The market's volatile swing are clearly too much for the central banker-incubating hedge fund known as Goldman Sachs, because just three days after Goldman said there has "never been a better time to buy S&P calls", when it said that "our GS-EQMOVE model estimates there is a 21% probability of a 5% up-move over the next month based on the current levels of S&P 500 Free Cash Flow yield, Return on Equity, ISM new orders and US Capacity Utilization"...
... moments ago the same Goldman announced that:
"the recent relief rally might be short-lived, especially with oil prices now at the upper end of our commodities team's forecast range for 1H 2016."
and adding that "we make no changes to our asset allocation at this stage as the relief rally has been too fast, in our view. We still do not feel comfortable taking more risk in equities until valuation or growth becomes more attractive."
Gartman flip-flopping within 3 days is normal, but Goldman? As for the "relief rally" being short-lived, it might be even shorter if Goldman's various divisions for some reason are unable to communicate with each other on how to best fleece muppets.
This is what else Goldman thinks in its latest "recommendation":
We make no changes to our asset allocation at this stage as the relief rally has been too fast, in our view. We still do not feel comfortable taking more risk in equities until valuation or growth becomes more attractive. Although we believe the market has been too pessimistic, we think a key driver of the relief has been higher oil prices. With oil at the upper end of our commodities team's forecast range for 1H 2016, it could drive further volatility as we do not believe oil weakness is necessarily over. We still believe credit remains attractive, particularly in Europe, where further ECB easing and good credit fundamentals remain supportive. Although US high yield has rallied recently, over the near term we remain Neutral US HY within credit. Despite seeing fundamental value in US HY spread levels, downside risk to oil makes us tactically cautious (see Global Markets Daily: Oil and HY redux, March 8, 2016). We remain Underweight bonds given the relatively low level of yields, potential for reflation, and our economists' expectation that the Fed rate hike cycle continues in June. We retain our relative preference for German Bunds over US Treasuries as policy divergence should play out over the coming months and drive the Treasury-Bund rate differential significantly wider.
Some more observations:
Volatility potential in a central bank filled month…should not be too unfamiliar given past moves
The ECB meets this Thursday (March 10), with the BoJ and Fed meeting next week.... Measuring how frequent extreme asset price movements have been in the past, the figure on the left below plots the average number of days over the prior 12 months with return moves (positive or negative) of 3 standard deviations or more by asset class, using rolling 1-year standard deviations. Since 1986, no period besides 2008-09 has had a larger number of relatively extreme asset price movements than we have experienced recently. This has been particularly true for the 10-year government bond and FX markets.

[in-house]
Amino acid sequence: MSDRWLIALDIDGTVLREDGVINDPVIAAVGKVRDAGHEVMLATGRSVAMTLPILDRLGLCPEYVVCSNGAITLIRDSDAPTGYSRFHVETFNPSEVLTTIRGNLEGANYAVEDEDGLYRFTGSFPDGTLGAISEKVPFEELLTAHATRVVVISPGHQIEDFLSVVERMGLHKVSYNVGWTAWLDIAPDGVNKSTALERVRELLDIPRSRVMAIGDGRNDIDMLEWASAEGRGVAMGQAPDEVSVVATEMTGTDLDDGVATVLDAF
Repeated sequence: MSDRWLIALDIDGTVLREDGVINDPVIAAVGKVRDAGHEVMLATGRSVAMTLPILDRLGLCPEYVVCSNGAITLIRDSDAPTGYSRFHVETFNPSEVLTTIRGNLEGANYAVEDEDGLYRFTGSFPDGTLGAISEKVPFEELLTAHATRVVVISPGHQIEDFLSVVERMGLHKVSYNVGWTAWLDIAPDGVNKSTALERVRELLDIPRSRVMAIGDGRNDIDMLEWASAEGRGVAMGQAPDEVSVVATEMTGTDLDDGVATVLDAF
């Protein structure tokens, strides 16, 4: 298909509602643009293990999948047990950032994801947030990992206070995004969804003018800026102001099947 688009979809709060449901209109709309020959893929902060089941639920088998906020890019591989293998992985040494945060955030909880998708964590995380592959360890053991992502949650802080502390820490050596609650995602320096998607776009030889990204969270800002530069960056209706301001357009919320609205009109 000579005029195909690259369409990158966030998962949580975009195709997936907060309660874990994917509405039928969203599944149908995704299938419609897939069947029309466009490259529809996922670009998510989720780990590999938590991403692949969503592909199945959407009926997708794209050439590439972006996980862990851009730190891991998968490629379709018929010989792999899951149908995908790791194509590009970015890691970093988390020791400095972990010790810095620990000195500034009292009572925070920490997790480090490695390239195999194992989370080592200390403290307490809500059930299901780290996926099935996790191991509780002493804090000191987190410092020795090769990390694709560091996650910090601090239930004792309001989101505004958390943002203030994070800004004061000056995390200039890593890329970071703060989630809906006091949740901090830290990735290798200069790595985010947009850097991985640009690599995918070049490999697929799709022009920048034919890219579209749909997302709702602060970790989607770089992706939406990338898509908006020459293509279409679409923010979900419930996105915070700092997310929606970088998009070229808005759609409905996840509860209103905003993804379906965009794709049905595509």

The figure on the right breaks down extreme movements by region by taking averages of 3-SD return days in Europe and the US across equity, 10y bonds, and IG and HY credit. We find that, of late, large asset price movements in Europe have become more prevalent than in the US, which is somewhat unsurprising given the higher volatility of those markets. EUR/USD has seen significant movements around the period of QE (both in the US and Europe) as policy drove near-term rate differentials and currency moves.
Notably, assets moving from a low- to high-vol regime are most likely to have a large number of 3-SD return days, as relatively extreme movements are easier to achieve when trailing vol is low, but these extreme days then contribute to raising realized vol. Thus, a decrease in a large number of 3-SD return days may actually signal a transition has occurred from a low- to a higher-volatility regime. We believe we will remain in a high-volatility regime, with no particular asset being immune, until a combination of policy, oil prices and growth stabilise.
Since it is safe to say the ECB massively disappointed, it is now time to play short-dated equity vol, which once again has a green light to surge higher. Unless of course, one is concerned about the Squid's dodecatuple reverse psychology, best demonstrated by that FX scourge Robin Brooks who "doubled down" in the ECB announcement, only to leave his clients crushed, in which case the S&P is about to break out to record highs.